I have always enjoyed working with yeast doughs. There is something very satisfying about taking yeast and water and flour and ending up with a light, risen and almost earthy finished product. Unfortunately, many people are put off by making yeasted baked goods. Not so much because they feel they are difficult but because of the proofing and rising times, it sometimes seems as if there just isn’t enough time during a busy day to make a yeasted baked good. This recipe is proof positive that a fine quality yeasted baked good is quite doable in a relatively short period of time. That alone is enough to make you want to bake this but one taste and you will want to make it every week. It is almost like a cinnamon roll on steroids. Not only is it of grand size but the flavors are big and bold and gutsy. You can certainly play with your own spice combinations not only in the filling but in the dough itself.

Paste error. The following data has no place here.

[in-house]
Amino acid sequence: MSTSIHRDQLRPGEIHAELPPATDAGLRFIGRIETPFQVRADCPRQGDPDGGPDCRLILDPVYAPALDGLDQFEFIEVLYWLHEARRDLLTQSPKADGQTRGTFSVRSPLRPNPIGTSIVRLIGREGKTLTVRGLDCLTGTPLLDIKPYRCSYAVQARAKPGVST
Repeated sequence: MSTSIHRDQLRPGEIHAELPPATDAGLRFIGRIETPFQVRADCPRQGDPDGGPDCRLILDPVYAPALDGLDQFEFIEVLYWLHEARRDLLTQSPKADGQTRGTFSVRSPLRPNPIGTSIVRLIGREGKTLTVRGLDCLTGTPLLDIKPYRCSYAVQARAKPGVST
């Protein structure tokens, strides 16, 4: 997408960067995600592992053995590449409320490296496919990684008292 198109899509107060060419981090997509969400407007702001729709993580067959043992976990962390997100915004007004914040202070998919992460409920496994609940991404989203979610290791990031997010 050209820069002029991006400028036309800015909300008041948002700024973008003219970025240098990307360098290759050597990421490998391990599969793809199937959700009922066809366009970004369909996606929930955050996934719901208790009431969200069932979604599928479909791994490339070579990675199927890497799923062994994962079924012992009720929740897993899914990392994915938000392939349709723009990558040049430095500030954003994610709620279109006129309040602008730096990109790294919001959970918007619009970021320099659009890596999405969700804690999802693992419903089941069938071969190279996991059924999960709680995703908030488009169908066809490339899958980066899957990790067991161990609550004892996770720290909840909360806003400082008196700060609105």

I did take Hanna’s advice and double the quantity of spices in the dough and I can see where neglecting to do so would make for a more subtly flavored dough. I am glad that I doubled mine. I doubled the amount of cinnamon filling as well and I still didn’t feel like it was enough. The next time I make this I will triple it. I also think that I would like to play around with the addition of walnuts or pecans to this recipe. Another thought was to add a simple powdered sugar glaze on top of the butterscotch. I may just be going for overkill here but I just can’t seem to stop myself from wanting to add more and more to this already delicious coffee cake. I did make one other change. I thought that I had a full bottle of dark corn syrup in the pantry and when it came time to make the butterscotch glaze it turned out that I didn’t so I substituted molasses for the dark corn syrup. While it wasn’t a true butterscotch, it was certainly a rich and bold almost spicy glaze and I don’t think my coffee cake suffered from it in the slightest. All in all, this is a great cake to have on hand at all times.